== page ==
So B. was ordained—I was one of his presentors—and he took a job in Connecticut so I would see him at clergy gatherings. Once, a couple of years later, I called him up to get his help on some issue or another—probably having to do with gay folks in some way—and there was a long pause after I told him what I wanted.

     “B,” I said. “Are you there?”

     “Jim,” he responded, “I'm just not as liberal as you are on these issues....”

     I came to find out over the next few years that B and I were on opposite sides of most issues that came before the church. It was truly a revelation to me. For one thing, I must not have listened very well to him in our many conversations. He never hid his opinions, so far as I could remember, but my 'blind side' is that I always think of myself as the 'norm'...from which there is no deviation. This had bitten me many times over the years, thinking whoever I'm talking with must be in agreement with my obviously correct and passionately held opinions. Over and again I've been shown the untruth in my belief, but I continue to make the assumption that everyone supports what I support. Someone once told me when I gave them my “I'm the Norm” explanation that it was curiously naïve of me and not a little charming. Charming or not, I always feel like an idiot. B's final lesson to me was that you don't have to agree with someone to love them and to work with them. That's a lesson I wish I could learn more thoroughly. It's also a lesson that Orthodox Christians and Progressive Christians, Jews and Muslims and Christians, even Democrats and Republicans could learn, much to the benefit of all.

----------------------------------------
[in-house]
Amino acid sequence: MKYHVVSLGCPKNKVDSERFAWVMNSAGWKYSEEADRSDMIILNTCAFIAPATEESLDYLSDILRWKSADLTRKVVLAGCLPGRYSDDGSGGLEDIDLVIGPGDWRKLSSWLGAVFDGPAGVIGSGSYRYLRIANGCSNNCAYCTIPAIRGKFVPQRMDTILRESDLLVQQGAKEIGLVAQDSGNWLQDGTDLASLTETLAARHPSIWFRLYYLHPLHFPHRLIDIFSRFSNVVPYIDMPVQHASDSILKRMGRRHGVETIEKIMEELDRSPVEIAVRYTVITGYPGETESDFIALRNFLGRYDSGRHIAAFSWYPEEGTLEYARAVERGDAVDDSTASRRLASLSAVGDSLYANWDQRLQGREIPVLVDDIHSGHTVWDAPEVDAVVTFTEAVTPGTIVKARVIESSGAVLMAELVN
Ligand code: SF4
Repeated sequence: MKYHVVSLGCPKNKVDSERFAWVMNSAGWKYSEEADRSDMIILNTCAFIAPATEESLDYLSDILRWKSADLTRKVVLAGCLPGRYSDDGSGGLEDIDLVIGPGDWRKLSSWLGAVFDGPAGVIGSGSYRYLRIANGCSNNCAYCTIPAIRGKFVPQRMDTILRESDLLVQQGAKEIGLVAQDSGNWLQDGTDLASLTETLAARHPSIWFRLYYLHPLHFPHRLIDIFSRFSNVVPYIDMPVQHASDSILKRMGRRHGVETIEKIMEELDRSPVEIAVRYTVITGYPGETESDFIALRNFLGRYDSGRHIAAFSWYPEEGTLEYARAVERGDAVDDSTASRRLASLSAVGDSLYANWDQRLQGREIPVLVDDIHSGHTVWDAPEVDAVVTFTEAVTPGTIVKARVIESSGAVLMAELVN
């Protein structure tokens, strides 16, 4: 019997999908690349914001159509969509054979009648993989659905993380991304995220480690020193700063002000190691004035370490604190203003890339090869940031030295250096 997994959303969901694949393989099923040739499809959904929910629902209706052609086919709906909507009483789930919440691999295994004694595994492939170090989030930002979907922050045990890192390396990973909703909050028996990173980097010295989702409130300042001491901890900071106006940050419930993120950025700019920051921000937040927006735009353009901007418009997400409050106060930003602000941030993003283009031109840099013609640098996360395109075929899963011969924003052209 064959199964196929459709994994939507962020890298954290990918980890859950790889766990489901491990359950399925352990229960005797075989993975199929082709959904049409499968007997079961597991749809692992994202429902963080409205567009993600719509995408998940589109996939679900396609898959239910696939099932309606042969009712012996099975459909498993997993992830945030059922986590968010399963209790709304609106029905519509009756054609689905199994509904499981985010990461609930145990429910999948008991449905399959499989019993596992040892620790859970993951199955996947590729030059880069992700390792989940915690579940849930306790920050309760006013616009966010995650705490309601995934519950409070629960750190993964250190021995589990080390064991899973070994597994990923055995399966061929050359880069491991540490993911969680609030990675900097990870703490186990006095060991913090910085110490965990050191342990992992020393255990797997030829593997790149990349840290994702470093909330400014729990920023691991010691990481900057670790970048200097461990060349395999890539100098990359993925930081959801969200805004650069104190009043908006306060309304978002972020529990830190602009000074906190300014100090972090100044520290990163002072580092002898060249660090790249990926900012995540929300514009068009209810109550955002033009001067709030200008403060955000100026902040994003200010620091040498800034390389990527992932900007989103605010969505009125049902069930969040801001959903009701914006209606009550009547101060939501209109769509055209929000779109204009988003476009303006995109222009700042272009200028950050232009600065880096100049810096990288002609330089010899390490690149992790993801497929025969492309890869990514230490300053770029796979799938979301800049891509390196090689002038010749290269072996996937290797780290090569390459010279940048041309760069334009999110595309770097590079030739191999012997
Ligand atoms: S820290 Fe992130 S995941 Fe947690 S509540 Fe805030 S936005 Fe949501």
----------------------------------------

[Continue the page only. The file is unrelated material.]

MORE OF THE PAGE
W was a seminarian for two years at St. John's. I got in trouble with the bishop (not the same one) during her ordination sermon. At the very beginning, instead of the usual “In the Name of the Father, Son and Holy Spirit,” I said, “In the Name of Yahweh, Jesus and Sophia”. I think I may have told this story earlier, but I'm not sure I said that it was a woman, I am told, who objected and told the bishop, who inhibited me from saying such a thing.

     W was a slightly more mature woman, not straight from college to seminary. She was from the spiritual tradition of the Society of Friends when she got bit by the Liturgy bug and became an Episcopalian. I'm not sure we Anglicans understand how powerful the liturgical practice can be to people of a certain makeup. I just read a review the other book The Accidental Anglican which, apparently, chronicles the journey of a fundamentalist Christian to the Episcopal Church. It was the Liturgy that got him, though our theology still is problematic. The message to all us Episcopalians is clear--”it's the Liturgy, stupid!”